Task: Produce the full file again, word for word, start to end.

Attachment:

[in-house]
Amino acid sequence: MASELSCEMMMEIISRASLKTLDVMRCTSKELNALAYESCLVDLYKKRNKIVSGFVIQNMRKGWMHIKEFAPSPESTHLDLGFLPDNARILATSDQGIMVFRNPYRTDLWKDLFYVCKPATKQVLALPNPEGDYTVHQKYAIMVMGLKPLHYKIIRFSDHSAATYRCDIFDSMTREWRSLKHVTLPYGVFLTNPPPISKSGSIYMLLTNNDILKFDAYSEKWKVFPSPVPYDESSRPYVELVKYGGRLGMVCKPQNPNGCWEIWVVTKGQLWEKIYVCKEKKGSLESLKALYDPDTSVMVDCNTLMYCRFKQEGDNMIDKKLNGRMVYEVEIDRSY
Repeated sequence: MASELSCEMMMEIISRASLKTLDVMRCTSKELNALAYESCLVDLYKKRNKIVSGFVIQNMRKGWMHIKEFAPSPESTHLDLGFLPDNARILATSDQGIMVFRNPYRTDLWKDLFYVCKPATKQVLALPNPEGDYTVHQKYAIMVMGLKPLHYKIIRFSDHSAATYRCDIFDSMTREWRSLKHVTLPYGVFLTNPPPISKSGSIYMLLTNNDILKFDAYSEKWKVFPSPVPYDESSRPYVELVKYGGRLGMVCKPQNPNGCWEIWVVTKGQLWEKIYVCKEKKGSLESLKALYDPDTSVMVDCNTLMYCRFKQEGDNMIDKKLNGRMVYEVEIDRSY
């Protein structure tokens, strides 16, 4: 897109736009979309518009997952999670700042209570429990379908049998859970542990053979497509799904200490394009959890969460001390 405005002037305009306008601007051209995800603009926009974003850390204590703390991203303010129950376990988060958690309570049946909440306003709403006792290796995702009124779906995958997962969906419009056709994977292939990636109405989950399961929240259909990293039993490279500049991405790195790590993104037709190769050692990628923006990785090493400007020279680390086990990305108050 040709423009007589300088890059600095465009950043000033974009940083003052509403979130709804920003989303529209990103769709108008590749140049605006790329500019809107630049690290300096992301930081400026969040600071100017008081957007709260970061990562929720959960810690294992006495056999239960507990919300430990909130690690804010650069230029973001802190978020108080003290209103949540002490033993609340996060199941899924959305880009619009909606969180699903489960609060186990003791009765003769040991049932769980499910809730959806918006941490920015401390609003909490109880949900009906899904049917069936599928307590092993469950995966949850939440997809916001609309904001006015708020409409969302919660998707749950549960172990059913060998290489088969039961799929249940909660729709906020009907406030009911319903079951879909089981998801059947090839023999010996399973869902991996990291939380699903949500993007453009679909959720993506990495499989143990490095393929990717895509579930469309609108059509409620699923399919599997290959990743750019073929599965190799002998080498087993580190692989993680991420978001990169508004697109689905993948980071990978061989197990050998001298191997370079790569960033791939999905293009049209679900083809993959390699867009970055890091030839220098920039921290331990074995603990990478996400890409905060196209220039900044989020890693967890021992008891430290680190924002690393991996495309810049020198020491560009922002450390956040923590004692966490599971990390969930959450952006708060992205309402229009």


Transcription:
[in-house]
Amino acid sequence: MASELSCEMMMEIISRASLKTLDVMRCTSKELNALAYESCLVDLYKKRNKIVSGFVIQNMRKGWMHIKEFAPSPESTHLDLGFLPDNARILATSDQGIMVFRNPYRTDLWKDLFYVCKPATKQVLALPNPEGDYTVHQKYAIMVMGLKPLHYKIIRFSDHSAATYRCDIFDSMTREWRSLKHVTLPYGVFLTNPPPISKSGSIYMLLTNNDILKFDAYSEKWKVFPSPVPYDESSRPYVELVKYGGRLGMVCKPQNPNGCWEIWVVTKGQLWEKIYVCKEKKGSLESLKALYDPDTSVMVDCNTLMYCRFKQEGDNMIDKKLNGRMVYEVEIDRSY
Repeated sequence: MASELSCEMMMEIISRASLKTLDVMRCTSKELNALAYESCLVDLYKKRNKIVSGFVIQNMRKGWMHIKEFAPSPESTHLDLGFLPDNARILATSDQGIMVFRNPYRTDLWKDLFYVCKPATKQVLALPNPEGDYTVHQKYAIMVMGLKPLHYKIIRFSDHSAATYRCDIFDSMTREWRSLKHVTLPYGVFLTNPPPISKSGSIYMLLTNNDILKFDAYSEKWKVFPSPVPYDESSRPYVELVKYGGRLGMVCKPQNPNGCWEIWVVTKGQLWEKIYVCKEKKGSLESLKALYDPDTSVMVDCNTLMYCRFKQEGDNMIDKKLNGRMVYEVEIDRSY
């Protein structure tokens, strides 16, 4: 897109736009979309518009997952999670700042209570429990379908049998859970542990053979497509799904200490394009959890969460001390 405005002037305009306008601007051209995800603009926009974003850390204590703390991203303010129950376990988060958690309570049946909440306003709403006792290796995702009124779906995958997962969906419009056709994977292939990636109405989950399961929240259909990293039993490279500049991405790195790590993104037709190769050692990628923006990785090493400007020279680390086990990305108050 040709423009007589300088890059600095465009950043000033974009940083003052509403979130709804920003989303529209990103769709108008590749140049605006790329500019809107630049690290300096992301930081400026969040600071100017008081957007709260970061990562929720959960810690294992006495056999239960507990919300430990909130690690804010650069230029973001802190978020108080003290209103949540002490033993609340996060199941899924959305880009619009909606969180699903489960609060186990003791009765003769040991049932769980499910809730959806918006941490920015401390609003909490109880949900009906899904049917069936599928307590092993469950995966949850939440997809916001609309904001006015708020409409969302919660998707749950549960172990059913060998290489088969039961799929249940909660729709906020009907406030009911319903079951879909089981998801059947090839023999010996399973869902991996990291939380699903949500993007453009679909959720993506990495499989143990490095393929990717895509579930469309609108059509409620699923399919599997290959990743750019073929599965190799002998080498087993580190692989993680991420978001990169508004697109689905993948980071990978061989197990050998001298191997370079790569960033791939999905293009049209679900083809993959390699867009970055890091030839220098920039921290331990074995603990990478996400890409905060196209220039900044989020890693967890021992008891430290680190924002690393991996495309810049020198020491560009922002450390956040923590004692966490599971990390969930959450952006708060992205309402229009």